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Noah's Raven Paperback – August 5, 2015
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About the Author
Jacob Haqq-Misra lives in Clayton, Delaware with his wife Gina and their cats. He holds a Ph.D. in meteorology and astrobiology, and he has written dozens of scientific journal articles on topics that include planetary habitability, extraterrestrial life, and environmental ethics. He is the author of Planetary Messenger, a philosophical novel that explores the implications of discovering life elsewhere. He is a research scientist with the Blue Marble Space Institute of Science, a contributing editor at EARTH magazine, and a percussionist in the psychedelic rock band Mysterytrain.
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Aside from those differences, though, distinguishing between the timelines was surprisingly negligible. This is a style of worldbuilding seen in films like "Interstellar" or "The Martian," where only the barest of differences from the present day get acknowledged where pertinent to the plot; not a bad setup in itself, of course, but worth knowing going in. Specifically, there is the key event to which title alludes (I hesitate to elaborate, as I got the impression readers are meant to discover it naturally) and an acknowledgement of people hired to control the weather. The book offers these ideas--and the passions and pursuits of numerous characters--to comment on climate change and what I saw as the notion of addiction versus hope, although they erratically shift from text to subtext.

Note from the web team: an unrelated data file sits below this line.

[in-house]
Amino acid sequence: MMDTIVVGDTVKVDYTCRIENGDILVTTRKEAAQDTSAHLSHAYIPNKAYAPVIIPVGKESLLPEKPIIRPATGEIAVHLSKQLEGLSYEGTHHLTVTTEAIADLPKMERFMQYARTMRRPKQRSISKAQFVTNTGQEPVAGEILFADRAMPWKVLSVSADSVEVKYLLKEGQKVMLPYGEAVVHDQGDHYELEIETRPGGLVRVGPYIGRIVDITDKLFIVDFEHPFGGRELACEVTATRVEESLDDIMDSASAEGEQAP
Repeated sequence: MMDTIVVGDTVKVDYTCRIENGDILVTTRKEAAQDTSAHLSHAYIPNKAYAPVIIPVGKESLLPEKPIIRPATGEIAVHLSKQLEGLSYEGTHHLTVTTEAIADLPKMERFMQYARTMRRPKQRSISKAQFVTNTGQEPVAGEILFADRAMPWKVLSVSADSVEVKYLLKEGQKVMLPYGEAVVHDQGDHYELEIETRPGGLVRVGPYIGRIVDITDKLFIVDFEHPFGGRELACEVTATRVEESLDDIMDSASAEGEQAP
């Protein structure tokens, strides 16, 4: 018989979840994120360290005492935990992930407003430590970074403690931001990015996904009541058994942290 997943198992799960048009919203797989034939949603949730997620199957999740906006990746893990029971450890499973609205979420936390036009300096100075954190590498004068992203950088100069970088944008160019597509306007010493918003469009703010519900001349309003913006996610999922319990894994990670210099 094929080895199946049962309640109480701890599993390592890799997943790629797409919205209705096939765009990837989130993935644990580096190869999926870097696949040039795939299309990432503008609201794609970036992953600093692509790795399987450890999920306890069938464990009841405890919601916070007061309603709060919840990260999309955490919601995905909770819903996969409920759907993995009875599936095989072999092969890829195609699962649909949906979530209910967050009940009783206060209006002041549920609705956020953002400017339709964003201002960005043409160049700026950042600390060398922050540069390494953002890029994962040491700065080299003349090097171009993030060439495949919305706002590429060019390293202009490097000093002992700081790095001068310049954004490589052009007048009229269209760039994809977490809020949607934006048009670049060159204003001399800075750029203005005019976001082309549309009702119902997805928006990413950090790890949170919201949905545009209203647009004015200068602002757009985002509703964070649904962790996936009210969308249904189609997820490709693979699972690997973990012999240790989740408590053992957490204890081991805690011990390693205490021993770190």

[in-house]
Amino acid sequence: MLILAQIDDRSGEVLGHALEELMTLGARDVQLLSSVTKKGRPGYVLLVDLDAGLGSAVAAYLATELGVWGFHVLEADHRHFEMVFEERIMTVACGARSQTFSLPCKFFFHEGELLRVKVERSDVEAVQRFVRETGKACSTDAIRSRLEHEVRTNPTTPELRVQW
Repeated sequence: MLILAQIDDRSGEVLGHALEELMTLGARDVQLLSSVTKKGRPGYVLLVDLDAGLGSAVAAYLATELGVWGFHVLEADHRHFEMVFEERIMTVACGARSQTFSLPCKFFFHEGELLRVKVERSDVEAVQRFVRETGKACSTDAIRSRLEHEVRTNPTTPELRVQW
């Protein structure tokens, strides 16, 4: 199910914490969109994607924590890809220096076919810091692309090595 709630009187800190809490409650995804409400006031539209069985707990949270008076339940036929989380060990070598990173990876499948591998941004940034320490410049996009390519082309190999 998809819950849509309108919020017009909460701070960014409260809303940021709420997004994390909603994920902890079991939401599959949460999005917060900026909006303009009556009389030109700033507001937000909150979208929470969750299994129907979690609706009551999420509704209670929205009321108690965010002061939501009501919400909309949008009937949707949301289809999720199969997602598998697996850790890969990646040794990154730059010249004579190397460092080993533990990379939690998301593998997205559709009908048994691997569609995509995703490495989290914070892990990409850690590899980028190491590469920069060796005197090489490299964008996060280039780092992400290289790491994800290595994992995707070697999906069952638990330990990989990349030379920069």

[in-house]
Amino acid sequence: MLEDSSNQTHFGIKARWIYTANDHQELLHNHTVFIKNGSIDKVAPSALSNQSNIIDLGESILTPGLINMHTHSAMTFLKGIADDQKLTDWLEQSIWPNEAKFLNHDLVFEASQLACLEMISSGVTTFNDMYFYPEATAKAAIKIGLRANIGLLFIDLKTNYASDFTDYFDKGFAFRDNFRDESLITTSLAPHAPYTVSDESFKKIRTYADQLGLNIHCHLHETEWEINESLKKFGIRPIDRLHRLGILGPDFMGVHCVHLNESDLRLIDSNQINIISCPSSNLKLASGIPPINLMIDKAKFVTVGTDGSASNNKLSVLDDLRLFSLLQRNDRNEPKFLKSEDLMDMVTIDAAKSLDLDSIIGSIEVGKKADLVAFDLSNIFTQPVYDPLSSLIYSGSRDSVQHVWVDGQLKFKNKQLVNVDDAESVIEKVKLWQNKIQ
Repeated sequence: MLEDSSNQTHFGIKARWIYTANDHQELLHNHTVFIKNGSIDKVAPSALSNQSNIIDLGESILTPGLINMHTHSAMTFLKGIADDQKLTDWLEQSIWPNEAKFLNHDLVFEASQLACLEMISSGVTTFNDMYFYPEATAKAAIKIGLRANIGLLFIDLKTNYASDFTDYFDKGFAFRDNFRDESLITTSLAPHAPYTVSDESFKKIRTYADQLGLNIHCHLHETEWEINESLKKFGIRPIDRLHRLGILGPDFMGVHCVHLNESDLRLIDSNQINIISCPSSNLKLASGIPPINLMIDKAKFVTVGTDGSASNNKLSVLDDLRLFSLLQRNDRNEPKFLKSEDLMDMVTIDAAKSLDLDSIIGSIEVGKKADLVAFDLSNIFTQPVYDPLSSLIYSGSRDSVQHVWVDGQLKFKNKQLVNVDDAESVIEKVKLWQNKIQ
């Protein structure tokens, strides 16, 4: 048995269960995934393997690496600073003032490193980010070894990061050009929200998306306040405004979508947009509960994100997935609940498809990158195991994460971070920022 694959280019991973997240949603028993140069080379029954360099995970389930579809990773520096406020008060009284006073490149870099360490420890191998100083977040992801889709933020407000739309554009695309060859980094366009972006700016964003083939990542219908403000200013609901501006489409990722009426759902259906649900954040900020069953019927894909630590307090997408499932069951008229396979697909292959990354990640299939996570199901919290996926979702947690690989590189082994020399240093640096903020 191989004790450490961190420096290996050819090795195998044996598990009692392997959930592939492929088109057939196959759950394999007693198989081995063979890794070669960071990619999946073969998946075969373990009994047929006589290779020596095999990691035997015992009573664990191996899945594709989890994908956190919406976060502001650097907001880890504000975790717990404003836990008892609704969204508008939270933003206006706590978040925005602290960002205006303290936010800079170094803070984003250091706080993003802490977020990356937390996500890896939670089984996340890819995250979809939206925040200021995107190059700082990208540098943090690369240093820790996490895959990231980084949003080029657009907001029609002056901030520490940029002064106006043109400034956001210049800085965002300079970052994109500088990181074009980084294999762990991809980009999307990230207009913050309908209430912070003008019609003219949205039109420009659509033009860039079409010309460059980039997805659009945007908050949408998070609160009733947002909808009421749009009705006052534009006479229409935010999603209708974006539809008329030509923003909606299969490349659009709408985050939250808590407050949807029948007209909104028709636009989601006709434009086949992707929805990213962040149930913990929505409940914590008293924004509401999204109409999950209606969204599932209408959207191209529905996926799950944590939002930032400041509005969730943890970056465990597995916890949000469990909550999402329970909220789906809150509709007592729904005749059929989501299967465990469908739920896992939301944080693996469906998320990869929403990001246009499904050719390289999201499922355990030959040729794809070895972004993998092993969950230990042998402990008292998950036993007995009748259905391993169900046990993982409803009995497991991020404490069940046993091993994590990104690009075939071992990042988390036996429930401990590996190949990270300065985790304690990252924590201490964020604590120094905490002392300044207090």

As far as the prose goes, I would describe it as both utilitarian and a bit wordy. The writing overall is strong--the plot structure is as tight as a drum, and evocative metaphors and turns of phrase pepper internal monologues and scenery descriptions throughout--but I often found myself distracted by mentally editing a character's actions or attitude to be just as accurately described with two words instead of five or six. This made the pace come across as pretty slow, although that does sometimes work to the benefit of suspense... and to be fair, I read it gradually over a month, so that probably made it seem slower than it really is.
Having said that, the ending is without a doubt astonishing and exciting. However, while it's not a twist per se, it does sort of come out of nowhere, particularly on the heels of how gradual and subdued everything leading up to it is. The journey the characters take to get there wouldn't have had the same impact if hints had been dropped earlier, though, so it's understandable.